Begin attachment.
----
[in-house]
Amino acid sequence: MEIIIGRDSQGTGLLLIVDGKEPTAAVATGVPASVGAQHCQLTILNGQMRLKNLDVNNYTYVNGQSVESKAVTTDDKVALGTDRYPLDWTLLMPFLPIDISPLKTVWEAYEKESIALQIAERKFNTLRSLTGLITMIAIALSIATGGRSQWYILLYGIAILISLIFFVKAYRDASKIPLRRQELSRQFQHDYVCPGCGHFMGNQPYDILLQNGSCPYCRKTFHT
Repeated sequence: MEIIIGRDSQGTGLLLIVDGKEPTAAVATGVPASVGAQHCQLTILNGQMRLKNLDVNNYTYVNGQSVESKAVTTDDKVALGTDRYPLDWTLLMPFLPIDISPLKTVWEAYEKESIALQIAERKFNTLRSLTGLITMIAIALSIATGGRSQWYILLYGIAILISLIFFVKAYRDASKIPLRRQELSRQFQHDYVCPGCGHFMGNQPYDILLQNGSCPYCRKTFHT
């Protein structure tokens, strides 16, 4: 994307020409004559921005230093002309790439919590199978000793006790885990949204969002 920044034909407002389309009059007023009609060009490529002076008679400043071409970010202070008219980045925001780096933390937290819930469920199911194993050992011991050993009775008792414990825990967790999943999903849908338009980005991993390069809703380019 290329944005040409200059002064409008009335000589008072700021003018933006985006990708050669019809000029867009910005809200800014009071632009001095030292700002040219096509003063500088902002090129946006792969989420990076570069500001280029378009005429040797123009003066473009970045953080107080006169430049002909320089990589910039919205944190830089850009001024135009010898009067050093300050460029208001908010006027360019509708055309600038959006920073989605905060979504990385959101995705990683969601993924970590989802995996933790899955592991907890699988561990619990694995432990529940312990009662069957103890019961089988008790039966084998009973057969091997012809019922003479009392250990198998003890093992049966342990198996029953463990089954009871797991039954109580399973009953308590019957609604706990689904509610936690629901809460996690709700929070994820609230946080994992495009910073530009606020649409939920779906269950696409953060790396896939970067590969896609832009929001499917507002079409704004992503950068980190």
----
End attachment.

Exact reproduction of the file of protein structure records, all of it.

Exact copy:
[in-house]
Amino acid sequence: MEIIIGRDSQGTGLLLIVDGKEPTAAVATGVPASVGAQHCQLTILNGQMRLKNLDVNNYTYVNGQSVESKAVTTDDKVALGTDRYPLDWTLLMPFLPIDISPLKTVWEAYEKESIALQIAERKFNTLRSLTGLITMIAIALSIATGGRSQWYILLYGIAILISLIFFVKAYRDASKIPLRRQELSRQFQHDYVCPGCGHFMGNQPYDILLQNGSCPYCRKTFHT
Repeated sequence: MEIIIGRDSQGTGLLLIVDGKEPTAAVATGVPASVGAQHCQLTILNGQMRLKNLDVNNYTYVNGQSVESKAVTTDDKVALGTDRYPLDWTLLMPFLPIDISPLKTVWEAYEKESIALQIAERKFNTLRSLTGLITMIAIALSIATGGRSQWYILLYGIAILISLIFFVKAYRDASKIPLRRQELSRQFQHDYVCPGCGHFMGNQPYDILLQNGSCPYCRKTFHT
């Protein structure tokens, strides 16, 4: 994307020409004559921005230093002309790439919590199978000793006790885990949204969002 920044034909407002389309009059007023009609060009490529002076008679400043071409970010202070008219980045925001780096933390937290819930469920199911194993050992011991050993009775008792414990825990967790999943999903849908338009980005991993390069809703380019 290329944005040409200059002064409008009335000589008072700021003018933006985006990708050669019809000029867009910005809200800014009071632009001095030292700002040219096509003063500088902002090129946006792969989420990076570069500001280029378009005429040797123009003066473009970045953080107080006169430049002909320089990589910039919205944190830089850009001024135009010898009067050093300050460029208001908010006027360019509708055309600038959006920073989605905060979504990385959101995705990683969601993924970590989802995996933790899955592991907890699988561990619990694995432990529940312990009662069957103890019961089988008790039966084998009973057969091997012809019922003479009392250990198998003890093992049966342990198996029953463990089954009871797991039954109580399973009953308590019957609604706990689904509610936690629901809460996690709700929070994820609230946080994992495009910073530009606020649409939920779906269950696409953060790396896939970067590969896609832009929001499917507002079409704004992503950068980190």